As she dwells on his estate, her feelings for Tamlin transform from icy hostility into a fiery passion that burns through every lie and warning she’s been told about the beautiful, dangerous world of the Fae. But an ancient, wicked shadow grows over the faerie lands, and Feyre must find a way to stop it . . . or doom Tamlin—and his world—forever.

I was so excited about this book, I fell in love with Maas’ writing with the Throne of Glass series and so I could not wait for this. And then I started seeing reviews of my goodreads friends, who seemed to either hate it or love it, and I was terrified. Well, I loved it . . . the first time around.

I still liked it in my re-read, but it was so much slower than I remembered. I wasn’t really invested until about the 200 page mark, and nothing really intense starts to happen until about the 300 page mark. Also, the romance didn’t reel me in like it did the first time around, I just don’t really buy it’s depth, it was almost a case of insta-love with its shallowness. I mean Feyre doesn’t really know Tamlin at all, and besides the fact that he does nice things for her and is hot, I don’t know why she ‘loves,’ him. And his lack of reaction when she’s facing her trials really annoys me. I feel like Maas doesn’t want us to like Tamlin already, which is really annoying given our past experiences with romance in Mass books, and that the majority of this book is centered around a relationship.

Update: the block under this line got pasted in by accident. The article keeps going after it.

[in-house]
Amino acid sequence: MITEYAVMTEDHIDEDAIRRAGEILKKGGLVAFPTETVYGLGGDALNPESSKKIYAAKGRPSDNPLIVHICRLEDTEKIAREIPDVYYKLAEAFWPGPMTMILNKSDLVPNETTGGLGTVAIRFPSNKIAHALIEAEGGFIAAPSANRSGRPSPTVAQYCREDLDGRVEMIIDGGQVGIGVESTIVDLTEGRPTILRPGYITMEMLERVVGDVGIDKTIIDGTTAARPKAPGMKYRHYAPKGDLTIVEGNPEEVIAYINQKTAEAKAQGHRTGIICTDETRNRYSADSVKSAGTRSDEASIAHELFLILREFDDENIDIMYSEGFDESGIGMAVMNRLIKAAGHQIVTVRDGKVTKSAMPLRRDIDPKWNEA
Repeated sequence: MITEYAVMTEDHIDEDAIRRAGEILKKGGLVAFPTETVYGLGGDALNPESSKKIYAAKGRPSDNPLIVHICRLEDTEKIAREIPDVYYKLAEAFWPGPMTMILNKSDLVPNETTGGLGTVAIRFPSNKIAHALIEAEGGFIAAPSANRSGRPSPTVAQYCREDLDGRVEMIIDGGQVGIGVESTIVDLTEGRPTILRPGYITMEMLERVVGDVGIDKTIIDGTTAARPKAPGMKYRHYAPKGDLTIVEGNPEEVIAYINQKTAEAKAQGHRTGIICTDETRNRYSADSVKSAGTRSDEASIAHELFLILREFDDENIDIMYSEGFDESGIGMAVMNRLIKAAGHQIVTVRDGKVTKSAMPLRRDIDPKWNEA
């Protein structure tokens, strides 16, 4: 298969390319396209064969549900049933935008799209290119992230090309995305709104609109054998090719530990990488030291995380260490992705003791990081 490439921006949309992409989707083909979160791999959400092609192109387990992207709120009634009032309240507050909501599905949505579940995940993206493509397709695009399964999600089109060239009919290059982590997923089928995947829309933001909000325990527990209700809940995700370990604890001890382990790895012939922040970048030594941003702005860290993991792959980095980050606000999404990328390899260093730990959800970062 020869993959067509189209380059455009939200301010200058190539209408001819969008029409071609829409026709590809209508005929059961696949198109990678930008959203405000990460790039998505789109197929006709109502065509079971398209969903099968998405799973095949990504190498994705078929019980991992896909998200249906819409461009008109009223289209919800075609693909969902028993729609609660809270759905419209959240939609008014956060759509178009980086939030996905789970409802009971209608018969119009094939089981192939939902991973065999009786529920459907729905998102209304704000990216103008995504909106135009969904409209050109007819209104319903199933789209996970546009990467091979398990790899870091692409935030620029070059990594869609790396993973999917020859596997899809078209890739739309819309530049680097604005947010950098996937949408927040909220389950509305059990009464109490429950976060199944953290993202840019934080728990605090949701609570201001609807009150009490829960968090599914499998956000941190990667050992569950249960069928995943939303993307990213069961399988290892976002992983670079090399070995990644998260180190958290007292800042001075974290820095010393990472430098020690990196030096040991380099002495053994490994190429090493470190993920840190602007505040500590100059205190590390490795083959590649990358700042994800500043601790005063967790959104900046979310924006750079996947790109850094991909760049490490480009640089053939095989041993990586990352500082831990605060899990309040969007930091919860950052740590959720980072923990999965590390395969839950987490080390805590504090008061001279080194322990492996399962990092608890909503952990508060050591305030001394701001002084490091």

I loved how Maas’ carried over a lot of the things we learned about Fae in ToG, consistency is a favorite trait of mine! I also really liked this loose retelling of Beauty and the Beast. That’s what seemed to be what a lot of people had issues with. Not long after finishing this the first time I learned that it’s actually based on the myth of Eros and Psyche, which is what the Grimm story is based on. I don’t understand why they didn’t market it as the Eros/Psyche story since they did the Hades/Persephone for the sequel, but whatever. Anyway, if you know the myth of Eros/Psyche I think it makes the story so much better, because so many of the nuances that irritated people who were expecting Beauty and the Beast are present in the original myth and make more sense.

Other’s had issues with the basic format of Maas books, which I can understand, but I think if you’ve read ToG you will be prepared for it. The first book of her series seems to be the – get to know everyone, introduction to the conflict, scraping the top of the iceberg on what’s really going on,  and the following books are when everything gets crazy.